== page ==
(For Sylvia Plath)

Heptonstall chalks soot –
blackened stone cottages on the Hebden river
as he passes, sidewalk art
on a sheen of rain sopped black top –
people, factory stacks, and the cobbled bridge
bleeds to a smear

along the bankside; only boat bobs
betray a current. Passersby do not scuttle
from his path, he wipes fury blank as an eraser
swiped slate on his face, screeches
the proper details onto the board,
mimics each smile and nod,

weaving past them along the bridleway. Stamping
sparks like a steel U shoe, his anger
blends with the herd’s tread:
heel rapped echoes dwindle at his back –
a vessel of sound sails a seethe of green moor
and is lost on a sea

of heath and peat bogs. He hears
nothing of their demise. Ahead crowds thin,
odors of earth rise. Millstone crags

peek out from the tree tops,
stacked as the bracken fungus
that clings to those sycamores and oaks. Moss slicks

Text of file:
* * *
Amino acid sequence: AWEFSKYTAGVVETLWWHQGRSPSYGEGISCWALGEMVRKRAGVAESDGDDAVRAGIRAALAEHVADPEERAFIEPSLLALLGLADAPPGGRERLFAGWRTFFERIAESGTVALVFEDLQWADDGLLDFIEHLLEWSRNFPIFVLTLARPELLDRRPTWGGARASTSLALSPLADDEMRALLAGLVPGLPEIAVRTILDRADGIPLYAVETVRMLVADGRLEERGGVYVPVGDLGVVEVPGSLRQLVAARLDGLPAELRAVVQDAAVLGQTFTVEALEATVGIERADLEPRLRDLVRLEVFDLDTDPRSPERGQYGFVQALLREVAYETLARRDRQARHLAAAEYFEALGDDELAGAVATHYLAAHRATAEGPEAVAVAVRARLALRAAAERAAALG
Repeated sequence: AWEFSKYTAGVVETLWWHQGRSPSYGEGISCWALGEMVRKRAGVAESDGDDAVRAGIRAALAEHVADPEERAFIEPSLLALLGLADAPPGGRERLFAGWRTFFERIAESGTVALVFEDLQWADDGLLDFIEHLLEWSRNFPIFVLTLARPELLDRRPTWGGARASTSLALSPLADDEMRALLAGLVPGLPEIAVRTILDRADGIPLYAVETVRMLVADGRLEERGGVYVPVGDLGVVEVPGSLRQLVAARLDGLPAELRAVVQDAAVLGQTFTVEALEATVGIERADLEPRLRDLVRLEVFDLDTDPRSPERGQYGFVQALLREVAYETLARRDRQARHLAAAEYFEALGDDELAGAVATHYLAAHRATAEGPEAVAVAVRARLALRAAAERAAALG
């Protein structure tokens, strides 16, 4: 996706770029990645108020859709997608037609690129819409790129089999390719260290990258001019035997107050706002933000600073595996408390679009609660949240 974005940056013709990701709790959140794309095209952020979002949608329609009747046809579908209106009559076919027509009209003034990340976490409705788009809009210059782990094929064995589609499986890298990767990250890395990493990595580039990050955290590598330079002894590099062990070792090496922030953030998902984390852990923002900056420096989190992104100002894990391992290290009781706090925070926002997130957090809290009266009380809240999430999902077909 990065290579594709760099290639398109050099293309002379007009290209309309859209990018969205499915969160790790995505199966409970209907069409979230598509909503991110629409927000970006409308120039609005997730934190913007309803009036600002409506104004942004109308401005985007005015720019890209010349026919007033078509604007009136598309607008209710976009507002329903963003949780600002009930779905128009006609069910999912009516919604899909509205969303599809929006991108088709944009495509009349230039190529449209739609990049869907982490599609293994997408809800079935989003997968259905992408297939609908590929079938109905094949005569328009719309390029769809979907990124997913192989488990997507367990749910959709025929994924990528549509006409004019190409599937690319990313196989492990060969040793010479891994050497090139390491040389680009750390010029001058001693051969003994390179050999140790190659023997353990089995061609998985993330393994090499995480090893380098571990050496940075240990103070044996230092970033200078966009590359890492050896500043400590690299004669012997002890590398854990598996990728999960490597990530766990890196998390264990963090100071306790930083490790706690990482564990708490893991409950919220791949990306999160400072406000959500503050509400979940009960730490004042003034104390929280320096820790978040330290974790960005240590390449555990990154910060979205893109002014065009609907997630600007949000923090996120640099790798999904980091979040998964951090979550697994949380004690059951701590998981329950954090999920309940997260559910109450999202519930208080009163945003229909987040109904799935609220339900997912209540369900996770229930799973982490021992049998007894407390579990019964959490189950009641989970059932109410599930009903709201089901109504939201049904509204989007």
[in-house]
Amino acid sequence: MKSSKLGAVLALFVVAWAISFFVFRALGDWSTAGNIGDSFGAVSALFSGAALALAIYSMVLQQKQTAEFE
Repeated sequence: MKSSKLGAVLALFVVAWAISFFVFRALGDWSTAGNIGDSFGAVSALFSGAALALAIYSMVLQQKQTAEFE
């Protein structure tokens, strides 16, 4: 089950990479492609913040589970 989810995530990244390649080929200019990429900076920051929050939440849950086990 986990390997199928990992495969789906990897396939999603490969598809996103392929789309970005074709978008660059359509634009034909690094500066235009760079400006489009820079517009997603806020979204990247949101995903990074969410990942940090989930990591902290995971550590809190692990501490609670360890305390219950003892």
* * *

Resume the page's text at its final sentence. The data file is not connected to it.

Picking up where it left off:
rocks that clutter the riven world, veils
stone features like her skin envelops him.
She battles to conquer her flesh again, watches
approaching grasses quill air in the distance, moiling
their defensive greens through a break in the trees.
Walking out of the woodland

at Walshaw. Stoodley Pike looms
on a distant moor as she snaps
into her human husk, emerges
from the leaf-strained gloom.
Her body is his cocoon;
he’ll rip free once it’s used.

© Shawn Nacona Stroud

* This poem was previously published in the issue III.6.2. of Here and Now


Hardcastle Crags is a wooded Pennine valley owned by the National Trust. 

It lies approximately two miles north of Hebden Bridge, West Yorkshire.